An attractive soprano, Terris made her Broadway debut in Queen O'Hearts (1922). After touring in Little Nellie Kelly (1923) and Be Yourself (1924), she appeared in A Night in Paris (1926) before winning her most memorable performance -- as the original Magnolia in Show Boat (1927). With Howard Marsh, Terris introduced "Make Believe," "You Are Love" and "Why Do I Love You?" They later co-starred in the short-lived Well of Romance (1930). Terris returned as Magnolia in the first revival of Show Boat (1932), but after the short-lived Great Lady (1938), left Broadway for good. She made several appearances in St. Louis Muny operettas, spending her later years as a volunteer at the Goodspeed Opera House in Connecticut.

Hicks, Seymour

Actor, singer
b. Jan. 30, 1871 (St. Helier, UK) - d. April 6, 1949 (Fleet, UK)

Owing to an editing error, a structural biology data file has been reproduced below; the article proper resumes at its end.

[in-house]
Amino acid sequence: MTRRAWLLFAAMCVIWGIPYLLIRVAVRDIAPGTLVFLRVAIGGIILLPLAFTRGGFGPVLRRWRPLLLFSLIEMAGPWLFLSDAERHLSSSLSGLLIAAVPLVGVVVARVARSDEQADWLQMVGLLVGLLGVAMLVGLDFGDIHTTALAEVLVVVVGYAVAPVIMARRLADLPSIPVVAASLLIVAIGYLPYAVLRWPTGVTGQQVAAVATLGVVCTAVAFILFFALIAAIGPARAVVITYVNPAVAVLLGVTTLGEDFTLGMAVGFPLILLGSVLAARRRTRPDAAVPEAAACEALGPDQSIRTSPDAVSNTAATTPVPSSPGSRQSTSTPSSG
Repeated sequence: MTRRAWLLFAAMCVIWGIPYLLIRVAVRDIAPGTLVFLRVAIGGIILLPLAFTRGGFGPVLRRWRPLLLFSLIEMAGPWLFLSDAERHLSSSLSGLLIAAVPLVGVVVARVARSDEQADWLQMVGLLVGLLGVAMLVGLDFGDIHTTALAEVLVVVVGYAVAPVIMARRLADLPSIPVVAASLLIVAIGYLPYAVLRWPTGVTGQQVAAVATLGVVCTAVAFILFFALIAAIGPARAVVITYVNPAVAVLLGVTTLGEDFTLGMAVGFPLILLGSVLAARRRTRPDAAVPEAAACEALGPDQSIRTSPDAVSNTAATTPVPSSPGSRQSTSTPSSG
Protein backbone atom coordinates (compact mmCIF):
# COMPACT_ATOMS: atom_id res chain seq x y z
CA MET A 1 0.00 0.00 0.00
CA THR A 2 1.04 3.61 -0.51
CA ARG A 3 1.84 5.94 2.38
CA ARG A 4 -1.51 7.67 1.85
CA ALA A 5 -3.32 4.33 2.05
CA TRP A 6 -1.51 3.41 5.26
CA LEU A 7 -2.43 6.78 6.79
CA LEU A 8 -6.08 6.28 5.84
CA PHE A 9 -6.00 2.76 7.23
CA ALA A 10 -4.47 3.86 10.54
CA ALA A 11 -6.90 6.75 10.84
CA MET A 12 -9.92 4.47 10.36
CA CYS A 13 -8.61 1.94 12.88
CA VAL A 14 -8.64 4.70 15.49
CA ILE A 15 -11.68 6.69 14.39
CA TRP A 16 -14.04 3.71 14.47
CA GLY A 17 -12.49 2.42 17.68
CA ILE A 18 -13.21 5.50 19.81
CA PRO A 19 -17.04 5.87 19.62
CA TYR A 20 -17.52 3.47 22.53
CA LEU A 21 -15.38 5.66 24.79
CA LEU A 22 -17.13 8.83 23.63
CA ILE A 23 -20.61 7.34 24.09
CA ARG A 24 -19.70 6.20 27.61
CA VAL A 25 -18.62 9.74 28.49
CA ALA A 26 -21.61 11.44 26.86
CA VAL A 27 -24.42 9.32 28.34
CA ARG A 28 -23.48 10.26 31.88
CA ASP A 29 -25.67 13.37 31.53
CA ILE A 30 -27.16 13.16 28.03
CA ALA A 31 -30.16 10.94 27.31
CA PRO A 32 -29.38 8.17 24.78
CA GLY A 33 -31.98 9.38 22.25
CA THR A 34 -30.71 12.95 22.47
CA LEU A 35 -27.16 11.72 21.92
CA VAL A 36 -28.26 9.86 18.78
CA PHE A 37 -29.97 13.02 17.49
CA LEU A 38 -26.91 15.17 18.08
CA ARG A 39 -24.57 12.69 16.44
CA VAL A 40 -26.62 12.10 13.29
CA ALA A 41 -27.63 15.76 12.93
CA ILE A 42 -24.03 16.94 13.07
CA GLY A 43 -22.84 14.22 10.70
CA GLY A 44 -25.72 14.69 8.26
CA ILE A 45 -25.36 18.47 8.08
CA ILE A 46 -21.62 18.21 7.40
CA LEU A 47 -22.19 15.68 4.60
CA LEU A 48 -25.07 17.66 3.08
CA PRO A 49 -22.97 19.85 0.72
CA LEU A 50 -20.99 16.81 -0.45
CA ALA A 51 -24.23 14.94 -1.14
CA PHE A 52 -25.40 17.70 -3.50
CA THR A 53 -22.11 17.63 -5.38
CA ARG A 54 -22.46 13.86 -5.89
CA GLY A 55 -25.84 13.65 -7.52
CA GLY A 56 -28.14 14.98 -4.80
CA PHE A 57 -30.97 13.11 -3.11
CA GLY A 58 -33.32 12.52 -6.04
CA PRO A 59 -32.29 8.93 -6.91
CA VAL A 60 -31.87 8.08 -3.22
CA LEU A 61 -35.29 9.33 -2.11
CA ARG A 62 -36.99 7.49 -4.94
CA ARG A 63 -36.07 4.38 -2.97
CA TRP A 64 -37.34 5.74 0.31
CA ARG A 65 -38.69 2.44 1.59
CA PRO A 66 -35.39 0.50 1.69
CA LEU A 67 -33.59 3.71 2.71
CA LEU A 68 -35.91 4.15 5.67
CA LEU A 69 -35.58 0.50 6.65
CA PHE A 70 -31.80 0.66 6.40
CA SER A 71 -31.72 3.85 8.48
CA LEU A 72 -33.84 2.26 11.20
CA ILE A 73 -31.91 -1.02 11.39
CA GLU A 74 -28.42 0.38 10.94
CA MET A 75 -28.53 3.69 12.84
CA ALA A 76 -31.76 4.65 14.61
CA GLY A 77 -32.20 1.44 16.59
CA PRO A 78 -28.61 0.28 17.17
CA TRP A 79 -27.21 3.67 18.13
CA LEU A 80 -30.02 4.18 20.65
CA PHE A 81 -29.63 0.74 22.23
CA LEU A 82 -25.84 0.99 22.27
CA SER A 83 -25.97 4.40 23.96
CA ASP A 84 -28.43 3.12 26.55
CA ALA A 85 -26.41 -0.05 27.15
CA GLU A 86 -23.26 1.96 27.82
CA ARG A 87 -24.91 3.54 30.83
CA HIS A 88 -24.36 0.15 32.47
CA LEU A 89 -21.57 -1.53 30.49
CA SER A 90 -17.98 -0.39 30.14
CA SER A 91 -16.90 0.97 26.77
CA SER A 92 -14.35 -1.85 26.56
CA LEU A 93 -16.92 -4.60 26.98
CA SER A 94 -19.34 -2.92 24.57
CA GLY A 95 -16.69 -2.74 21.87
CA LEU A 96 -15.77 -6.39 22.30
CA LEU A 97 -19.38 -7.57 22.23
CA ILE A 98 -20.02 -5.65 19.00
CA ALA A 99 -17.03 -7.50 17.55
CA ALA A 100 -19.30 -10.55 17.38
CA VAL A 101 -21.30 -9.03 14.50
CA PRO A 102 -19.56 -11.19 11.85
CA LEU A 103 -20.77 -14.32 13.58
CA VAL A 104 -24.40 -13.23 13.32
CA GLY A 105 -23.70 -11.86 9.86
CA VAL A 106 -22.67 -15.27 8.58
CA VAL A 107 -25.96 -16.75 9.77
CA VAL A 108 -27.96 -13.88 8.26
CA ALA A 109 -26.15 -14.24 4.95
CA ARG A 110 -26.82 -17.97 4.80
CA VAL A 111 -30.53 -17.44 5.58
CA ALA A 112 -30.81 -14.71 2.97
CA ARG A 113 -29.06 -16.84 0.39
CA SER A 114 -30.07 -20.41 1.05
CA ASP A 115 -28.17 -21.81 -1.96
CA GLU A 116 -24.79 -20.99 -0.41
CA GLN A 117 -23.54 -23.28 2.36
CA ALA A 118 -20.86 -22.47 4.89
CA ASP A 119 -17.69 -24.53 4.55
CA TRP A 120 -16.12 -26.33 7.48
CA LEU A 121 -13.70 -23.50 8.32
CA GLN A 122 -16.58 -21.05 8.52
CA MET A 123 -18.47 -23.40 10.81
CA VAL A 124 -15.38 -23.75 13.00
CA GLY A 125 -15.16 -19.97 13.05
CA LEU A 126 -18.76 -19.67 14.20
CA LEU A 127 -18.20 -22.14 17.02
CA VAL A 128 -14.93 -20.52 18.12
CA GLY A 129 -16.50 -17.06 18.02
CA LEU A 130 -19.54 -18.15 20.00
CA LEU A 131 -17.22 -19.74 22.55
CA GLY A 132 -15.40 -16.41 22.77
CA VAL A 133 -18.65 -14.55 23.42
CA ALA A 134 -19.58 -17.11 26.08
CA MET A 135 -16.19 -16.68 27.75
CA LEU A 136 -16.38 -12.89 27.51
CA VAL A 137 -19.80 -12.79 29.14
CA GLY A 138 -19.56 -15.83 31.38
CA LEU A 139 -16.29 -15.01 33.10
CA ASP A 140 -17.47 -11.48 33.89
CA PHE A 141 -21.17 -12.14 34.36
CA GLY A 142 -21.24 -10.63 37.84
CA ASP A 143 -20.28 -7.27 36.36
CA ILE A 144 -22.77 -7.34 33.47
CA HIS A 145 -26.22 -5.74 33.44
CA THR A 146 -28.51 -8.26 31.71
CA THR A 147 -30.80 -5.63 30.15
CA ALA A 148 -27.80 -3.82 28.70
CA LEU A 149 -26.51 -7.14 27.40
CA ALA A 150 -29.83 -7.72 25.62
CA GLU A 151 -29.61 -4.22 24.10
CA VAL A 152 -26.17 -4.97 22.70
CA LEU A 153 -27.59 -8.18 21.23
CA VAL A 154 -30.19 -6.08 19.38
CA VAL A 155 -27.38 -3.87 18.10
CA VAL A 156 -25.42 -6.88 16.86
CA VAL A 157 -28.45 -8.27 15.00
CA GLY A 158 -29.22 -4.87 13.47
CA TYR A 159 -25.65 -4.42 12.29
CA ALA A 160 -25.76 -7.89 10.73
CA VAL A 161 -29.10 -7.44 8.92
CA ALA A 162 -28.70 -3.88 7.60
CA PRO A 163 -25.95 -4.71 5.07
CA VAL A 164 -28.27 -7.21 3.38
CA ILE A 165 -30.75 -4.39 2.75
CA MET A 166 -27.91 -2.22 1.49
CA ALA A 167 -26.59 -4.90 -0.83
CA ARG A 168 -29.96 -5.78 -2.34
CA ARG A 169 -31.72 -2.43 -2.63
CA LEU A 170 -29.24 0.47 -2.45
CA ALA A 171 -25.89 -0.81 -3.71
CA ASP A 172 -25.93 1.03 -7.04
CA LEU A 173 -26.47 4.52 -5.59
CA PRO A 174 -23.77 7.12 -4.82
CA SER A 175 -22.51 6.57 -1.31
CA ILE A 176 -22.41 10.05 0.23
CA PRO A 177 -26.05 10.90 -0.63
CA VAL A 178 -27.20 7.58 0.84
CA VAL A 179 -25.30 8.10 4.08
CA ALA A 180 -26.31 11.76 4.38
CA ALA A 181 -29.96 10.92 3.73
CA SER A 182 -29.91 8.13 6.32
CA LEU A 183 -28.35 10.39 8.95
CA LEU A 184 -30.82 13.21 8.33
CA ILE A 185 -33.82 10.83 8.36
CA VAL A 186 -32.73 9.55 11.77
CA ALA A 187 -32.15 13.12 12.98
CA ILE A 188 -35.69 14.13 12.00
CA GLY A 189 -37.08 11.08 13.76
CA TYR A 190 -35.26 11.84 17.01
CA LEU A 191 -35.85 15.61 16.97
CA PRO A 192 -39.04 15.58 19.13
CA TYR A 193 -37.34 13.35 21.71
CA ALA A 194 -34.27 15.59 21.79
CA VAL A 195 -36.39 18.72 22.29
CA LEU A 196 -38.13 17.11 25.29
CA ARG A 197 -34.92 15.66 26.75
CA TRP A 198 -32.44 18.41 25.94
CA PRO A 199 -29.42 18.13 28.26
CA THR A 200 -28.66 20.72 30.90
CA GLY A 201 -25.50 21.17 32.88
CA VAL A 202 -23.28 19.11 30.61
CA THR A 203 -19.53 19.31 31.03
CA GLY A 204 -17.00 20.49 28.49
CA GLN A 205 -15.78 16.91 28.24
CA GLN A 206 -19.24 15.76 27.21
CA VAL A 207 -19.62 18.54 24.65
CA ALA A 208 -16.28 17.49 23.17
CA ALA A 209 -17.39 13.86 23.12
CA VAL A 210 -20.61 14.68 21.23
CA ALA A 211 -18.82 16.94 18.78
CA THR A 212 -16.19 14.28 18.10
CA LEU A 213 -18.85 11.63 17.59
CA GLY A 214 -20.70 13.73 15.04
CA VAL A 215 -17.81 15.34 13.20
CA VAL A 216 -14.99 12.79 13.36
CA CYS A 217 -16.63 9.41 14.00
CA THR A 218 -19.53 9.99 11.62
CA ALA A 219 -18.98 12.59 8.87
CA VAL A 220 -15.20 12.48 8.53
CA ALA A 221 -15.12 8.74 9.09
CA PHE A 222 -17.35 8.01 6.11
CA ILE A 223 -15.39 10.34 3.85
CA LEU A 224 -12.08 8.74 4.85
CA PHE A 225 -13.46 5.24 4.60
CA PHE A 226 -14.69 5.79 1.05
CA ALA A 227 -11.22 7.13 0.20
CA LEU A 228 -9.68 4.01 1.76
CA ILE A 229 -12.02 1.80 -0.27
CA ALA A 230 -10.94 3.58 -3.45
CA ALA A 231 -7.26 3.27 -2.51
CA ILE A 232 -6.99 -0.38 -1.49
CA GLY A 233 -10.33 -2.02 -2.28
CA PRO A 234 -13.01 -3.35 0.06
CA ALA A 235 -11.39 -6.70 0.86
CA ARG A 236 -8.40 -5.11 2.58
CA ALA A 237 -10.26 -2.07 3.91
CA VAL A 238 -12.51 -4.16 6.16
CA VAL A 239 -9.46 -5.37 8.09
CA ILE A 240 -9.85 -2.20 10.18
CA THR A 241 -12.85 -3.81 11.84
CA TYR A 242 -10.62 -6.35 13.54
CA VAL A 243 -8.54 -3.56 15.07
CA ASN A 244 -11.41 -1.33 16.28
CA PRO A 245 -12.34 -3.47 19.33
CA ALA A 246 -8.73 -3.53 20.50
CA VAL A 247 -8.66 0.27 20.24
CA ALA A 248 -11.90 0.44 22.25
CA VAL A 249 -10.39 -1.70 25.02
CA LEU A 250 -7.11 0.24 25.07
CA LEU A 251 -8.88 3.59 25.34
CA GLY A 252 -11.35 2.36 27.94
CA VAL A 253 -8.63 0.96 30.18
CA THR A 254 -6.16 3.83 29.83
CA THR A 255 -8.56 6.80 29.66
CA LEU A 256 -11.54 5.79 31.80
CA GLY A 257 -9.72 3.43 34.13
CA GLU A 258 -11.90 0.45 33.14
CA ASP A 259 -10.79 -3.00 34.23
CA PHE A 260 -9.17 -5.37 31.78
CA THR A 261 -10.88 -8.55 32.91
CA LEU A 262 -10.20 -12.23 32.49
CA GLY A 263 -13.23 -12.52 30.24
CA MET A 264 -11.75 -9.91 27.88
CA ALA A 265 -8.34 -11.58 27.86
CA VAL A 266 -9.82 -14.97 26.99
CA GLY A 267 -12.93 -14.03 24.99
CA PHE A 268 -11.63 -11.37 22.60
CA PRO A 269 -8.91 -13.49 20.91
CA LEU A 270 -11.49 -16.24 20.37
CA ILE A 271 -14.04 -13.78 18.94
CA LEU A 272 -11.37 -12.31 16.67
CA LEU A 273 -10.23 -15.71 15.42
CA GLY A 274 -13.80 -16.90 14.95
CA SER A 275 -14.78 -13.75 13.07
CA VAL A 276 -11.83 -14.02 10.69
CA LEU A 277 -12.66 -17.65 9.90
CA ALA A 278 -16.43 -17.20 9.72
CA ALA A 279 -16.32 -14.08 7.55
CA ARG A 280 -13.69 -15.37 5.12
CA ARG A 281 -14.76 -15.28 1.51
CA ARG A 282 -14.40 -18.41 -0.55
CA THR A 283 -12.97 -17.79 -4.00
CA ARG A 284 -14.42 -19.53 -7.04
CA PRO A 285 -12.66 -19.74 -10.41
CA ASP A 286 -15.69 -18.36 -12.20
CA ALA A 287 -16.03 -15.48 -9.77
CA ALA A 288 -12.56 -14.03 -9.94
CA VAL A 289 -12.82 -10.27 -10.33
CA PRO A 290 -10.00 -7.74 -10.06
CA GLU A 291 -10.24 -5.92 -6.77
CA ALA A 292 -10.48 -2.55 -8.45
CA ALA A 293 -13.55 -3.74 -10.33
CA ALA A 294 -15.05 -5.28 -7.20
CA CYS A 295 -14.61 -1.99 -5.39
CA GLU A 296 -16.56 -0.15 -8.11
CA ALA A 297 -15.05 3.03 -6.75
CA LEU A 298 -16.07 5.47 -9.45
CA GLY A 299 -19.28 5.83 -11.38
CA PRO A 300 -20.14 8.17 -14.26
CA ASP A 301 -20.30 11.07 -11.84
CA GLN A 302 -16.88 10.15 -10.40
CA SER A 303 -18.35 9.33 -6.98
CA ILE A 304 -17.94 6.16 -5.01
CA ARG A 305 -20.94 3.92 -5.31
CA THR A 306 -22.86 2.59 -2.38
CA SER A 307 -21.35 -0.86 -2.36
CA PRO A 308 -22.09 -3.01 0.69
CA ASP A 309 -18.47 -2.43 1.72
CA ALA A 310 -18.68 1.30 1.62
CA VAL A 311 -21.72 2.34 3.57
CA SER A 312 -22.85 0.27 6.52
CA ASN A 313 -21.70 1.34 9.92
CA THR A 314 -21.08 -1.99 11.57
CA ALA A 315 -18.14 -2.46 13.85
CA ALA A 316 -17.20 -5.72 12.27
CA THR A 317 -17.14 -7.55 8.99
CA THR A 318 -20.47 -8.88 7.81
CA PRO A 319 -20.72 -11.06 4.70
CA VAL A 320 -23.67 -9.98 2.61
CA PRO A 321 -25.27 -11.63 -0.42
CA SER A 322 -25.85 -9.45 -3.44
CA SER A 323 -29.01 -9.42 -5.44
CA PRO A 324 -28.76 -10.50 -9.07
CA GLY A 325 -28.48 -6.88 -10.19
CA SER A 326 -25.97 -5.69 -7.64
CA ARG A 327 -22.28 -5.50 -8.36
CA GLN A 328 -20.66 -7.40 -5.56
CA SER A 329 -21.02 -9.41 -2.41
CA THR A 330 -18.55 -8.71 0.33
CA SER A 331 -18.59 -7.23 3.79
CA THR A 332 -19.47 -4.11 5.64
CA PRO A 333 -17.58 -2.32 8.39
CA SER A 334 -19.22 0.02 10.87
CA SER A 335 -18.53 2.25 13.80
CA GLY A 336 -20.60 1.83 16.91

Terriss, Ellaline
(b. Ellaline Lewin)
Actress, singer
b. April 13, 1871 (Stanley, Falkland Islands) - d. June 16, 1971 (Richmond, UK)

Hicks made his mark as a light musical comedy star in London's The Shop Girl (1895), singing "Her Golden Hair Was Hanging Down Her Back." When his wife, attractive soprano Ellaline Terriss took over as his co-star, the show became an even greater hit, opening the way for many more joint appearances on the West End in years to come. They co-starred in The Circus Girl (1896), A Runaway Girl (1898) -- which Hicks co-authored -- and The Cherry Girl (1903). When illness forced Terriss to miss several performances as The Dashing Little Duke (1909), Hicks took over her role.